Hippo calves are not weened for about six months. © Brent Stirton/Staff/Getty
How do hippos claim their territory?
When defecating, hippos swish their tails back and forth, scattering their droppings like a muck-spreader. The resulting slapping noise echoes downstream and helps proclaim territory.
Ancient hippos in Britain
Hippos, along with other megafauna such as lions and elephants, would have been a common sight in prehistoric Britain – their remains have been found underneath Trafalgar Square.
How much food do hippos eat?
Male hippos weigh 1,600–3,200kg, and females 650–2,350kg. Despite their size they eat just 1–1.5 per cent of their body weight every day.
Hippopotamus in Chobe National Park, Botswana. © Lost Horizon Images/Getty
Can hippos swim?
Hippos sink in water. They run along the river bottom instead of swimming.
Are hippos at risk from poaching?
The international ban on trade in elephant ivory led to an increase of 530 per cent in the annual export of hippo teeth within two years. The animal’s canines measure upwards of 50cm in length.
Hippos have huge teeth! © nattanan726/Getty
Do hippos have more than one stomach like cows?
A hippo’s stomach has four chambers in which enzymes break down the tough cellulose in the grass that it eats. However, hippos do not chew the cud, so are not true ruminants like antelopes and cattle.
Can hippos be tamed?
A wild hippo named ‘Jessica’ often visits (and wanders into) the waterside home of South Africa’s Tonie and Shirley Joubert, who helped her out as a calf. But this is very much the exception rather than the rule – hippos are one of the most dangerous creatures on the planet.
Hippo in Chobe National Park, Botswana. © Winfried Wisniewski/Getty
How to avoid a hippo attack
Walking through the African bush in the dry season could bring you face to face with a hippopotamus. Here’s how to avoid a potentially dangerous and even fatal encounter.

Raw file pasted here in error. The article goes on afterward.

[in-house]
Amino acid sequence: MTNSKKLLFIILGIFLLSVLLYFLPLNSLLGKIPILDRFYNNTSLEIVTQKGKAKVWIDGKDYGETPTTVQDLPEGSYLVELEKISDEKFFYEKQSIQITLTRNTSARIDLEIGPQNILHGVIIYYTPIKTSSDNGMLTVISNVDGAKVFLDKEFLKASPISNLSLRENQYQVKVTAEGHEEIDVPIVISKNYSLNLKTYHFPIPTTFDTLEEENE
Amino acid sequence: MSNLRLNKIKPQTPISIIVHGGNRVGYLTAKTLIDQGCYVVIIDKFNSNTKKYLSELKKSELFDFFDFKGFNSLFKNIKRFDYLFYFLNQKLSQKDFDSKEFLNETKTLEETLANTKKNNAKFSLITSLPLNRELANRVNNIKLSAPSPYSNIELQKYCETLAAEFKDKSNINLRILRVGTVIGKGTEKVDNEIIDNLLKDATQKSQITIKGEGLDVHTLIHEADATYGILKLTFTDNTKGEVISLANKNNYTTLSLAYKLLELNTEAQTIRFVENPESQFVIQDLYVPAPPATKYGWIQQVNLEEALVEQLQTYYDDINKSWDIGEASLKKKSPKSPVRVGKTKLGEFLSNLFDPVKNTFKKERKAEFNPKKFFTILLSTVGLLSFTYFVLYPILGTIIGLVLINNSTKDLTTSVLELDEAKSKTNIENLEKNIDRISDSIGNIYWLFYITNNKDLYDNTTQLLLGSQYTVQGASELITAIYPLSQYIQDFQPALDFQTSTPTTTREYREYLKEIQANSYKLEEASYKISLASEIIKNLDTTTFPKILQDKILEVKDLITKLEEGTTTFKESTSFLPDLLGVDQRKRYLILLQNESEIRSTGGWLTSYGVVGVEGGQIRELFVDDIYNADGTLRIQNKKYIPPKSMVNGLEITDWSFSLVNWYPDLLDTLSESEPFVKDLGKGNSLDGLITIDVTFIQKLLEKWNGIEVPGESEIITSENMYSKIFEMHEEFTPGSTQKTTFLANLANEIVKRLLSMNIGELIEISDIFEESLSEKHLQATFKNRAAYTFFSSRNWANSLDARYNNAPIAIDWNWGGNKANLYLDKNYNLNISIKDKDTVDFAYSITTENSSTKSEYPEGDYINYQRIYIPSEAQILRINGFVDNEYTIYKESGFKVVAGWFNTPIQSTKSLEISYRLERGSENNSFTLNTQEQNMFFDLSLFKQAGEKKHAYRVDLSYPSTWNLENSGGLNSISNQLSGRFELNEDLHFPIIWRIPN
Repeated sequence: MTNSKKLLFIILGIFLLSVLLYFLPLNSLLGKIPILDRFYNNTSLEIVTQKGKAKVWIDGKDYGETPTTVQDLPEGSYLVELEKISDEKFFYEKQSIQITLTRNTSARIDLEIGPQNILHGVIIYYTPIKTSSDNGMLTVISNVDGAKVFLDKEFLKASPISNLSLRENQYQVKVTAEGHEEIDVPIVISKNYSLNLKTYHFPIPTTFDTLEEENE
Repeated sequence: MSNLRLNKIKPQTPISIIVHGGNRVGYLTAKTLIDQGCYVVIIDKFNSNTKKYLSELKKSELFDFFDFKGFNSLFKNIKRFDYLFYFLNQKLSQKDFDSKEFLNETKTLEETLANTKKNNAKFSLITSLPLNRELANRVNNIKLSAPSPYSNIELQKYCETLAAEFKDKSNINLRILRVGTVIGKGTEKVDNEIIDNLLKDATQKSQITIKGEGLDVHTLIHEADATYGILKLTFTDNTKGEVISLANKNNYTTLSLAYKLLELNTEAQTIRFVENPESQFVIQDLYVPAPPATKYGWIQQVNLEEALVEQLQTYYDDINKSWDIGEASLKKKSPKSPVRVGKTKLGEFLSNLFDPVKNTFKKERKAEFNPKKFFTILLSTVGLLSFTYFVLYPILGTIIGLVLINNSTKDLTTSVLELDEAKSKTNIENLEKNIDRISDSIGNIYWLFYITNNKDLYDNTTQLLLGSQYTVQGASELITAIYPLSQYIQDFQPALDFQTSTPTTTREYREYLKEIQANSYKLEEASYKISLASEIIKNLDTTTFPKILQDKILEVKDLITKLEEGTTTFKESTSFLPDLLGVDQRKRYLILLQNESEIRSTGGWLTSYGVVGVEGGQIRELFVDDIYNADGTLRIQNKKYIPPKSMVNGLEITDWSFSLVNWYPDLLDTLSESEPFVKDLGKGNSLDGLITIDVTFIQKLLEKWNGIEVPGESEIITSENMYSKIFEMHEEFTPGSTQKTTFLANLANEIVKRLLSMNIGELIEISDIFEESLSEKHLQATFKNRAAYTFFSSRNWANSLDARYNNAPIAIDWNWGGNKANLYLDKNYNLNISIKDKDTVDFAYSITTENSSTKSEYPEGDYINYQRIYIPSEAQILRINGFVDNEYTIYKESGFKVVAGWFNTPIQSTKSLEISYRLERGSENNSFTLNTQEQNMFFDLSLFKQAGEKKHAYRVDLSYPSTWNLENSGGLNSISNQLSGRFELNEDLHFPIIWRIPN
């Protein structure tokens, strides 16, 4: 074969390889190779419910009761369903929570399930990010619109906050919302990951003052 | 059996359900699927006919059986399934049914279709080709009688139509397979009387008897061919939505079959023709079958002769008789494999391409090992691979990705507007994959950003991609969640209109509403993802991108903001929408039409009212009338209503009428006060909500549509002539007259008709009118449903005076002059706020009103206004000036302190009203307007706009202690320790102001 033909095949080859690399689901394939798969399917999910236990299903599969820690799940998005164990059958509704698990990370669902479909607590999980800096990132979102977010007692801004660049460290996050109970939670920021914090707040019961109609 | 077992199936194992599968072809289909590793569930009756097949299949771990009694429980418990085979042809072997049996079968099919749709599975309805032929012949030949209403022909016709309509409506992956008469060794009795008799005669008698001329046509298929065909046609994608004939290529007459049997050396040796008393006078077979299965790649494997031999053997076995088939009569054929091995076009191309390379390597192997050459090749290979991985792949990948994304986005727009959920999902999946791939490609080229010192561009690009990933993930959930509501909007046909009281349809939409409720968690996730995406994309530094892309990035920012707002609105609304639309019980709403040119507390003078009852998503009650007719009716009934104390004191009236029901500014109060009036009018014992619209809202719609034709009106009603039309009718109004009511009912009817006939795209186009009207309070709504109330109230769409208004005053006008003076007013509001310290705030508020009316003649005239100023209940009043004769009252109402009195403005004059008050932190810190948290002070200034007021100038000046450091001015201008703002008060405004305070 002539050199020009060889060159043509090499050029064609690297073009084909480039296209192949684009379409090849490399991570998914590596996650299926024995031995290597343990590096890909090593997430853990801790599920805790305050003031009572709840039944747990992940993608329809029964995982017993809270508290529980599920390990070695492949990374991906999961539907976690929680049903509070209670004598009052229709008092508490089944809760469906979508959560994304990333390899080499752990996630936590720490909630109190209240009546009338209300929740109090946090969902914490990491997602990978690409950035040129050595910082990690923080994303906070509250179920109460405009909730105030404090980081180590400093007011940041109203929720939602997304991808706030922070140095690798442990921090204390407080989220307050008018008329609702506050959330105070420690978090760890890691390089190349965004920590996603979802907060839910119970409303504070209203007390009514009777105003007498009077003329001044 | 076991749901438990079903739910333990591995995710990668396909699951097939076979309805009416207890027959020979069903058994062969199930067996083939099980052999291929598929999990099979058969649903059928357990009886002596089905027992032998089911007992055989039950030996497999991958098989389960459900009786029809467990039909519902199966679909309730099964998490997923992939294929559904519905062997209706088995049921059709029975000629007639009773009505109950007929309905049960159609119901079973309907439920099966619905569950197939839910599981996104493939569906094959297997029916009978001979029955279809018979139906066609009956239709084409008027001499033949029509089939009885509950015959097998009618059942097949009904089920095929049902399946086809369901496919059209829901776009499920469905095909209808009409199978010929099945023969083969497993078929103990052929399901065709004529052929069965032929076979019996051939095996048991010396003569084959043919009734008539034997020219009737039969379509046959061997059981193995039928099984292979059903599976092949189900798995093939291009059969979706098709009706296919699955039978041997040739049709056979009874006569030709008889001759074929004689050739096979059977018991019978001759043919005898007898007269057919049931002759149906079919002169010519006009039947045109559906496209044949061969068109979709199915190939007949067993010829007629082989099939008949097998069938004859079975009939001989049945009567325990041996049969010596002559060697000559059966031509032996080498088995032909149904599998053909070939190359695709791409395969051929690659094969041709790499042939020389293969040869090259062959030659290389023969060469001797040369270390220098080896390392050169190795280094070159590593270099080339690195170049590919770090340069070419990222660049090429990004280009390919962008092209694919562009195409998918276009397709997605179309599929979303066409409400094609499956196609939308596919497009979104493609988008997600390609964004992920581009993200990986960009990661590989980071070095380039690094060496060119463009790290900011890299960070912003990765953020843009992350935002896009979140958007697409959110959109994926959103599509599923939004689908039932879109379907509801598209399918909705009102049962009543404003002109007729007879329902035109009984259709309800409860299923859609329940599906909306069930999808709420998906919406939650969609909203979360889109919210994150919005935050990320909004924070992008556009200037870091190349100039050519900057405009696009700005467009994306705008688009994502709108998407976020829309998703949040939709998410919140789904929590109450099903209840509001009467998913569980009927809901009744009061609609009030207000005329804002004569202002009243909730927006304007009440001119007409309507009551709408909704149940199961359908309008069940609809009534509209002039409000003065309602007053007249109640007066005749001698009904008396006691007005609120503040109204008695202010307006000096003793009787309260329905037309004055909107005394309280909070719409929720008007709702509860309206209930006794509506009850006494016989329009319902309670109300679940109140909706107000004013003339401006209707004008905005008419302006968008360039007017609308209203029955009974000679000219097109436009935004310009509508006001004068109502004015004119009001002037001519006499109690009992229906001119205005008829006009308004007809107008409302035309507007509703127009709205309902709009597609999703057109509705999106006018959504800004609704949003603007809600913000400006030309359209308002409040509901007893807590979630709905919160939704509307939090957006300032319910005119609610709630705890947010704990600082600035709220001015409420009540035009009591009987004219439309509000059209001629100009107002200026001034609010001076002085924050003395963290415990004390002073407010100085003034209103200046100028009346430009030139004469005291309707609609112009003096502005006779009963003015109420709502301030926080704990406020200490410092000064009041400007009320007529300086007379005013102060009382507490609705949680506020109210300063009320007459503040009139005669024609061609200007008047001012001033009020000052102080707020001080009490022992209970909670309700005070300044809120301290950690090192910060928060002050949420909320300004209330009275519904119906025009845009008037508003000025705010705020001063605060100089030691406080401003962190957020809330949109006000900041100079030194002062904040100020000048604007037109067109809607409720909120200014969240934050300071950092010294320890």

Walking through the African bush in the dry season could bring you face to face with a hippopotamus. John Coppinger explains how to avoid a potentially dangerous and even fatal encounter.
In my experience, the commonly heard claim that hippos are responsible for more attacks on humans than any other dangerous animal in Africa is a complete myth. The Luangwa Valley has the densest population of hippos in Africa, yet after half a lifetime here, I am aware of only two instances of serious human injuries being caused by hippos.
While there are few attacks, it would be folly to assume that these animals are not dangerous. Hippos are large and powerful, and despite being herbivores, are armed with long, lethal teeth that are designed for battle. I have seen a hippo kill a large crocodile with a single bite, and a human would offer little to no resistance if a hippo was to become aggressive.
THINGS TO REMEMBER
It is therefore vital to avoid inciting an attack in the first place, whether on land or on the water (in a boat or canoe). Hippos that are not stressed are generally placid creatures and are not a threat, especially if given enough space and sufficiently deep water in which to submerge themselves.
However, late in the dry season when water levels are low and food supplies limited, hippos are more inclined to be aggressive. Vicious fights break out between rival males in their bid for suitable river space, and the losers are often ousted from the river.
They skulk under thickets during the day and are liable to attack if approached too closely. One dangerous aspect of hippo behaviour is their unpredictability. With experience, most animals’ reactions can be forecast with a certain degree of accuracy, but in my opinion hippos are not endowed with a great deal of intelligence. Even they are not sure what their next move will be.
Clapping your hands, waving your arms or shouting is likely to have no effect on a charging hippo. Your only hope is to seek immediate refuge behind or up a tree or behind a termite mound.
Hippo safety advice:
- If you’re in a canoe, allow hippos plenty of space. Avoid rivers where numbers are concentrated.
- Tap the side of the boat to signal your position so hippos do not come up beneath you.
- Keep your distance when on foot. Avoid thickets where hippos may be skulking.
- Listen out for oxpecker calls – a warning sign that there may be a hippo around.
- As a last resort, use a tree or termite mound as cover.